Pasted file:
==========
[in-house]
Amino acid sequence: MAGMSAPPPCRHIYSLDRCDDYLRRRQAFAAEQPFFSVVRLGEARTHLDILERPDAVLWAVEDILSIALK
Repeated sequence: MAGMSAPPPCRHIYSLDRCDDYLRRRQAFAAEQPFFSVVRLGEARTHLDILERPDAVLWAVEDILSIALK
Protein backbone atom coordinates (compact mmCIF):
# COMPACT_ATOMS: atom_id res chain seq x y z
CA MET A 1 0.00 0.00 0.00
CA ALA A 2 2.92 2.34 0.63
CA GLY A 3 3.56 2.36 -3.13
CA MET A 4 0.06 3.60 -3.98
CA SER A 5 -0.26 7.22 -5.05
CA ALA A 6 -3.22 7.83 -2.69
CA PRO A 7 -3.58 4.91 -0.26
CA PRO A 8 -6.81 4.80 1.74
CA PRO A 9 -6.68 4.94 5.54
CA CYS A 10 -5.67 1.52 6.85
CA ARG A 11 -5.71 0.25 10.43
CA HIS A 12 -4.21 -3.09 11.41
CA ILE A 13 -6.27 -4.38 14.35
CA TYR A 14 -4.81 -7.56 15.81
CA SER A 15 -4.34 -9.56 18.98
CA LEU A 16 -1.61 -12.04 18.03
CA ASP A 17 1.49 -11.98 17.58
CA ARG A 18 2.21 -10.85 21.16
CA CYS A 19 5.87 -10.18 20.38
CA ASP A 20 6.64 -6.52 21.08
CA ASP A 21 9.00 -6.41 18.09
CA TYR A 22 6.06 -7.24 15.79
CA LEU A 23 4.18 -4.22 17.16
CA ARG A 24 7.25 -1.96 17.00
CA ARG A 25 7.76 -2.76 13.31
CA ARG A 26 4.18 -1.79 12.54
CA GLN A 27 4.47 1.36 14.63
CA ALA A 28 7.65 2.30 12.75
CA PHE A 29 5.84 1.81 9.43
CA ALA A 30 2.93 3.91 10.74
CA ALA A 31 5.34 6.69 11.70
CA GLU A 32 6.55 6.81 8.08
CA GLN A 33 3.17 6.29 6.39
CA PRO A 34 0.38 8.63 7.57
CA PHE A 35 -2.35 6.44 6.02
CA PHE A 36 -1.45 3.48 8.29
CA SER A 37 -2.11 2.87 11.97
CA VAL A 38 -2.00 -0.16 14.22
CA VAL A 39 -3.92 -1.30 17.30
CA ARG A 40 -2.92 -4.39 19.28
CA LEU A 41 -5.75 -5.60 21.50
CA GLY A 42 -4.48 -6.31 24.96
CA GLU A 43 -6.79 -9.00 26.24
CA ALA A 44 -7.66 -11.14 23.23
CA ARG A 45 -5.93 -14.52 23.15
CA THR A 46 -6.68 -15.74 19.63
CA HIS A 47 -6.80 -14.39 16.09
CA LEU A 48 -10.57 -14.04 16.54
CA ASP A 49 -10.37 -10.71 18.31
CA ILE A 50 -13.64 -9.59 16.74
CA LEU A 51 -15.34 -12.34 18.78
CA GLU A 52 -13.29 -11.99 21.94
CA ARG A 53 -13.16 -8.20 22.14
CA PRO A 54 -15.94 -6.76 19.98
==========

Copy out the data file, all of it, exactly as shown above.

[in-house]
Amino acid sequence: MAGMSAPPPCRHIYSLDRCDDYLRRRQAFAAEQPFFSVVRLGEARTHLDILERPDAVLWAVEDILSIALK
Repeated sequence: MAGMSAPPPCRHIYSLDRCDDYLRRRQAFAAEQPFFSVVRLGEARTHLDILERPDAVLWAVEDILSIALK
Protein backbone atom coordinates (compact mmCIF):
# COMPACT_ATOMS: atom_id res chain seq x y z
CA MET A 1 0.00 0.00 0.00
CA ALA A 2 2.92 2.34 0.63
CA GLY A 3 3.56 2.36 -3.13
CA MET A 4 0.06 3.60 -3.98
CA SER A 5 -0.26 7.22 -5.05
CA ALA A 6 -3.22 7.83 -2.69
CA PRO A 7 -3.58 4.91 -0.26
CA PRO A 8 -6.81 4.80 1.74
CA PRO A 9 -6.68 4.94 5.54
CA CYS A 10 -5.67 1.52 6.85
CA ARG A 11 -5.71 0.25 10.43
CA HIS A 12 -4.21 -3.09 11.41
CA ILE A 13 -6.27 -4.38 14.35
CA TYR A 14 -4.81 -7.56 15.81
CA SER A 15 -4.34 -9.56 18.98
CA LEU A 16 -1.61 -12.04 18.03
CA ASP A 17 1.49 -11.98 17.58
CA ARG A 18 2.21 -10.85 21.16
CA CYS A 19 5.87 -10.18 20.38
CA ASP A 20 6.64 -6.52 21.08
CA ASP A 21 9.00 -6.41 18.09
CA TYR A 22 6.06 -7.24 15.79
CA LEU A 23 4.18 -4.22 17.16
CA ARG A 24 7.25 -1.96 17.00
CA ARG A 25 7.76 -2.76 13.31
CA ARG A 26 4.18 -1.79 12.54
CA GLN A 27 4.47 1.36 14.63
CA ALA A 28 7.65 2.30 12.75
CA PHE A 29 5.84 1.81 9.43
CA ALA A 30 2.93 3.91 10.74
CA ALA A 31 5.34 6.69 11.70
CA GLU A 32 6.55 6.81 8.08
CA GLN A 33 3.17 6.29 6.39
CA PRO A 34 0.38 8.63 7.57
CA PHE A 35 -2.35 6.44 6.02
CA PHE A 36 -1.45 3.48 8.29
CA SER A 37 -2.11 2.87 11.97
CA VAL A 38 -2.00 -0.16 14.22
CA VAL A 39 -3.92 -1.30 17.30
CA ARG A 40 -2.92 -4.39 19.28
CA LEU A 41 -5.75 -5.60 21.50
CA GLY A 42 -4.48 -6.31 24.96
CA GLU A 43 -6.79 -9.00 26.24
CA ALA A 44 -7.66 -11.14 23.23
CA ARG A 45 -5.93 -14.52 23.15
CA THR A 46 -6.68 -15.74 19.63
CA HIS A 47 -6.80 -14.39 16.09
CA LEU A 48 -10.57 -14.04 16.54
CA ASP A 49 -10.37 -10.71 18.31
CA ILE A 50 -13.64 -9.59 16.74
CA LEU A 51 -15.34 -12.34 18.78
CA GLU A 52 -13.29 -11.99 21.94
CA ARG A 53 -13.16 -8.20 22.14
CA PRO A 54 -15.94 -6.76 19.98